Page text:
As a result, most PSVR games that merely replicate existing genres aren’t even worth looking at, while the more unusual applications of VR make the most impact. Volume: Coda, for example, presents its 2D gameplay on a three-dimensional board you can move and peer into. Bound was a gorgeous third-person platformer even before it hit VR, but with its dancer protagonist able to dance right up to your face, its motion-capture-heavy gameplay becomes transcendent. Sony’s Headmaster starts out as a basic “head the ball into the goal” game, before becoming entirely more exciting and hilarious thanks to creative design and sharp writing. And again, Superhypercube - a deceptively simple puzzle game - is the sort of thing that wouldn’t even work outside of a VR context. More games could stand to learn from these examples.

PlayStation VR doesn’t have the precision or image quality of the HTC Vive, but honestly, it doesn’t need to. It just needs to work. With well-designed software, PSVR is every bit the consumer-level hardware the VR medium needs in order to survive. VR is the revolution that the Kinect and the Wii weren’t. It’s something you truly have to experience for yourself, no matter how many words writers spin into describing it. But at the moment, it’s only good for short doses. If video stores hadn’t completely gone under, there’d be a serious market for VR headset rental. The hardware's solid enough for it.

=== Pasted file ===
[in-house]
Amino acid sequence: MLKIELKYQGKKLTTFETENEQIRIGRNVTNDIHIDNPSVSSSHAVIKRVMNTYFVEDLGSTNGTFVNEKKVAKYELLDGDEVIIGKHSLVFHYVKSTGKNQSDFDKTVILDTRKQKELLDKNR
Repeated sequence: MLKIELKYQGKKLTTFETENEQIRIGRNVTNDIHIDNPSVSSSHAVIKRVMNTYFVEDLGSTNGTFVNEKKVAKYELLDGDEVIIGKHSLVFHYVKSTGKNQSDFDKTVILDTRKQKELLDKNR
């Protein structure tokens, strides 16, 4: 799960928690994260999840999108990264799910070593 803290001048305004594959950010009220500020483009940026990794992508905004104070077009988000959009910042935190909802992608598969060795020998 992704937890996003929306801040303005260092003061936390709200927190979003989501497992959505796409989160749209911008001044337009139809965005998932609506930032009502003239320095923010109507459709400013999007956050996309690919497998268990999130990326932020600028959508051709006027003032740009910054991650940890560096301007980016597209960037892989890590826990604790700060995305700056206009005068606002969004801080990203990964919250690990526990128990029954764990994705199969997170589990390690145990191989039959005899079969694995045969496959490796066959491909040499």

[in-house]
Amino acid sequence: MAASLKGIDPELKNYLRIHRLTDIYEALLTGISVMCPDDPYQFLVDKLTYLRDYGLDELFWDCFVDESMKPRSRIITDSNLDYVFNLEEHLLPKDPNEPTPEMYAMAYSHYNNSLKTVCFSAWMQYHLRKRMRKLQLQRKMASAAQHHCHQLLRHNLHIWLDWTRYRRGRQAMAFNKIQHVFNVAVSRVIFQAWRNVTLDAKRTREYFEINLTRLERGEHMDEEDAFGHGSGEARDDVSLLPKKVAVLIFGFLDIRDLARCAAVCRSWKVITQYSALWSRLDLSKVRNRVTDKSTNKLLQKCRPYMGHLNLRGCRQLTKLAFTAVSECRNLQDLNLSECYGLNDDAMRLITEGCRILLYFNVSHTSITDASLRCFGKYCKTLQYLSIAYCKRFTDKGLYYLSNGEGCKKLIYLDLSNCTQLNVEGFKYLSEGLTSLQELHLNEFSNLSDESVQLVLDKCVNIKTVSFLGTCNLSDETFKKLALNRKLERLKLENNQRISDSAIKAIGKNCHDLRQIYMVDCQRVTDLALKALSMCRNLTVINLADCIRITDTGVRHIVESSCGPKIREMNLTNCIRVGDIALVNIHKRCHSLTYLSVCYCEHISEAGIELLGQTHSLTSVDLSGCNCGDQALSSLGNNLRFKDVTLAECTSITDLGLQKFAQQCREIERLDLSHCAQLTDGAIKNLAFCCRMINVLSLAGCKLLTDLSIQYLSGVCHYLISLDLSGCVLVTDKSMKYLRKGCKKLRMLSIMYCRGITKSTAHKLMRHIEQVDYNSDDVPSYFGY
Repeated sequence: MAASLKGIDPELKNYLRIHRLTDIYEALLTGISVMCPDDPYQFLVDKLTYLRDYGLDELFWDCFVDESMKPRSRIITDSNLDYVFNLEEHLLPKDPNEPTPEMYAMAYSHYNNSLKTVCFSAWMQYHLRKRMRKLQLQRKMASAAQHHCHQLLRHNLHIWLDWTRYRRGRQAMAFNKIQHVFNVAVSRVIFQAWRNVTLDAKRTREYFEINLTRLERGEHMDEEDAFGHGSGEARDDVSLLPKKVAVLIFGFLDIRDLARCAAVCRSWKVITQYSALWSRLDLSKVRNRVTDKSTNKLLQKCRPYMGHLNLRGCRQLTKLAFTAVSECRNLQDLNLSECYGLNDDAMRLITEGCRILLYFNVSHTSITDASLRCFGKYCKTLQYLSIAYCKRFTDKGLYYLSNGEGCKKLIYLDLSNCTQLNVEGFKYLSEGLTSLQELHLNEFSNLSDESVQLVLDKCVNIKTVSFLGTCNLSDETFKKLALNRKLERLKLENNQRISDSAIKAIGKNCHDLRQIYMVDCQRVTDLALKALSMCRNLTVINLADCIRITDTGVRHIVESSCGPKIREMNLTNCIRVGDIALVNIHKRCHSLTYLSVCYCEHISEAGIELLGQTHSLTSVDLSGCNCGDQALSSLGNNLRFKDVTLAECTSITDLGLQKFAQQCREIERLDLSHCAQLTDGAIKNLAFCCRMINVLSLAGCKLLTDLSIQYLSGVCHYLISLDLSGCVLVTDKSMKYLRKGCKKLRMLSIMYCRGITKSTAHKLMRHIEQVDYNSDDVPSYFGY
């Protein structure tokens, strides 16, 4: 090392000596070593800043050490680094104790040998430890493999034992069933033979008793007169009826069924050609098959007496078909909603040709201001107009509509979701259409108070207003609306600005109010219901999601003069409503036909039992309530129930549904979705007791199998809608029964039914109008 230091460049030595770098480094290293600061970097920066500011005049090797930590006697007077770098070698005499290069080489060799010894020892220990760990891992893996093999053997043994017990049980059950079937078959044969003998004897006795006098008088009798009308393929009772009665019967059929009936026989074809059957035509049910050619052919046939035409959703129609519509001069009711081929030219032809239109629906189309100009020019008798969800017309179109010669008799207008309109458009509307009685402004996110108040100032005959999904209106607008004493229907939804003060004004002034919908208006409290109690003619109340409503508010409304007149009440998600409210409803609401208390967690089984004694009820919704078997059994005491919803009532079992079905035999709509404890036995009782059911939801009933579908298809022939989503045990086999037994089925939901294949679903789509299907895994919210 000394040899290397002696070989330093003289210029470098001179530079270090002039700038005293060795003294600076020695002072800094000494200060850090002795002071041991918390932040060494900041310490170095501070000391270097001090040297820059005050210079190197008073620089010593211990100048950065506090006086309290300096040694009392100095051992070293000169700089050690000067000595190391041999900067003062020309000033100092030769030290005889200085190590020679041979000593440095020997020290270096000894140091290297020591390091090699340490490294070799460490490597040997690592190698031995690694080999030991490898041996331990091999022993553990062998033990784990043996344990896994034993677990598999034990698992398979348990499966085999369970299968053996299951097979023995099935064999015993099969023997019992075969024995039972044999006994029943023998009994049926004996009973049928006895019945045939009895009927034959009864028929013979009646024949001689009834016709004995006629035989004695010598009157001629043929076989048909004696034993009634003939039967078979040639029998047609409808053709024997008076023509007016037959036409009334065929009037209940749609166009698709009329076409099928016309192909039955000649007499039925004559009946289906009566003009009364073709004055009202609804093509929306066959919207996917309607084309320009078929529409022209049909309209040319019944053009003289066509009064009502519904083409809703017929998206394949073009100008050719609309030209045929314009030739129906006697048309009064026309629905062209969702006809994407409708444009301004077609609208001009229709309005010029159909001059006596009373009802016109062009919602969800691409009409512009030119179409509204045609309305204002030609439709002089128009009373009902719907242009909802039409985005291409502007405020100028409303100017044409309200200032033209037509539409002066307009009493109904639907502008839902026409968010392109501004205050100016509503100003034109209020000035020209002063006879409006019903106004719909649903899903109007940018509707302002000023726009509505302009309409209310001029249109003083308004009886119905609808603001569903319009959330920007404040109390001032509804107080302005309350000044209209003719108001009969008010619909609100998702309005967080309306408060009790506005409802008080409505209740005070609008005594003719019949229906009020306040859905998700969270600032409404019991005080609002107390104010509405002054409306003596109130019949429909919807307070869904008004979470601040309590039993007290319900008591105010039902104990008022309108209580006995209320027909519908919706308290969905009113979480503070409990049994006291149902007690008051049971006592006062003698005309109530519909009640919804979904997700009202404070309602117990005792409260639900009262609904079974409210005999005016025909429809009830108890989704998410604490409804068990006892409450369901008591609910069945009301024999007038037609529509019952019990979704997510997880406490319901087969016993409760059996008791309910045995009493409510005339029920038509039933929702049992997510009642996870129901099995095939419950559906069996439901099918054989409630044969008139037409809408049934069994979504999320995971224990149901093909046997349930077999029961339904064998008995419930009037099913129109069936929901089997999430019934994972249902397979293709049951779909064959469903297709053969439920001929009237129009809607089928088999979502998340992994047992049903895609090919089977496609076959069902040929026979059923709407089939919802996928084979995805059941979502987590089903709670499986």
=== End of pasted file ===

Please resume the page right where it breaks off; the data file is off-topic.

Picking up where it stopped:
There just isn’t a killer app yet; nothing to warrant an hours-long play session; nothing to truly justify the cost of entry. We don’t know what that app will be; it will probably be something we haven’t even imagined yet, running on hardware that hasn’t yet made it out of theory or prototype. The best VR is yet to come, but if you’ve got the cash and don’t mind getting in on the ground floor, the PSVR is for you. It’s a great product, for what it is - just be aware of its limitations, and your eyes will be happy - even if your belly is sad.